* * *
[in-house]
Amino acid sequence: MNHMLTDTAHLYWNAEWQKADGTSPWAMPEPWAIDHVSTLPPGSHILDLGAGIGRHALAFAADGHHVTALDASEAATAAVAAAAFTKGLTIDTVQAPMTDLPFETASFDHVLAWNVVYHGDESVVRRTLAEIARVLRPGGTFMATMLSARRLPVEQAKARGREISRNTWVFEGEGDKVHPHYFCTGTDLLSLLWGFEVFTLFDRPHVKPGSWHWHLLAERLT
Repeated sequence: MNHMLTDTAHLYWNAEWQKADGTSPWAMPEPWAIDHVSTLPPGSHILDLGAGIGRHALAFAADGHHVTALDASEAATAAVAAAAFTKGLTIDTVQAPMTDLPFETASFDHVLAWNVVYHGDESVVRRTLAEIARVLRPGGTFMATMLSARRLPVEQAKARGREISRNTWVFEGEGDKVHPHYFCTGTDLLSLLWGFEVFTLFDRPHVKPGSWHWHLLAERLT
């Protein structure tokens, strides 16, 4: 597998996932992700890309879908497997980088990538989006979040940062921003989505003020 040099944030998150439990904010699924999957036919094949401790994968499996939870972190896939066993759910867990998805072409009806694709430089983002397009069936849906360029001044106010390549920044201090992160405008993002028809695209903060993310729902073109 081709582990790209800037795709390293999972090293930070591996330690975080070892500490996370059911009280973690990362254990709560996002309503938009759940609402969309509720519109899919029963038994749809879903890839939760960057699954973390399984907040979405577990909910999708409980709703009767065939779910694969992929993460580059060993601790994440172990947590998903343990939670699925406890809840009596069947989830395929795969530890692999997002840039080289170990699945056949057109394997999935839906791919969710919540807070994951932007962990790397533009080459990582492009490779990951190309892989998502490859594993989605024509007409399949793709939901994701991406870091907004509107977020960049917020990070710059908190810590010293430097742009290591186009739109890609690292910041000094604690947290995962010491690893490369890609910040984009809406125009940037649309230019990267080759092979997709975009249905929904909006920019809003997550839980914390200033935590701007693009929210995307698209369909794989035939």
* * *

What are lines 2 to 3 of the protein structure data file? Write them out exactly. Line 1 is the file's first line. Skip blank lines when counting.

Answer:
Amino acid sequence: MNHMLTDTAHLYWNAEWQKADGTSPWAMPEPWAIDHVSTLPPGSHILDLGAGIGRHALAFAADGHHVTALDASEAATAAVAAAAFTKGLTIDTVQAPMTDLPFETASFDHVLAWNVVYHGDESVVRRTLAEIARVLRPGGTFMATMLSARRLPVEQAKARGREISRNTWVFEGEGDKVHPHYFCTGTDLLSLLWGFEVFTLFDRPHVKPGSWHWHLLAERLT
Repeated sequence: MNHMLTDTAHLYWNAEWQKADGTSPWAMPEPWAIDHVSTLPPGSHILDLGAGIGRHALAFAADGHHVTALDASEAATAAVAAAAFTKGLTIDTVQAPMTDLPFETASFDHVLAWNVVYHGDESVVRRTLAEIARVLRPGGTFMATMLSARRLPVEQAKARGREISRNTWVFEGEGDKVHPHYFCTGTDLLSLLWGFEVFTLFDRPHVKPGSWHWHLLAERLT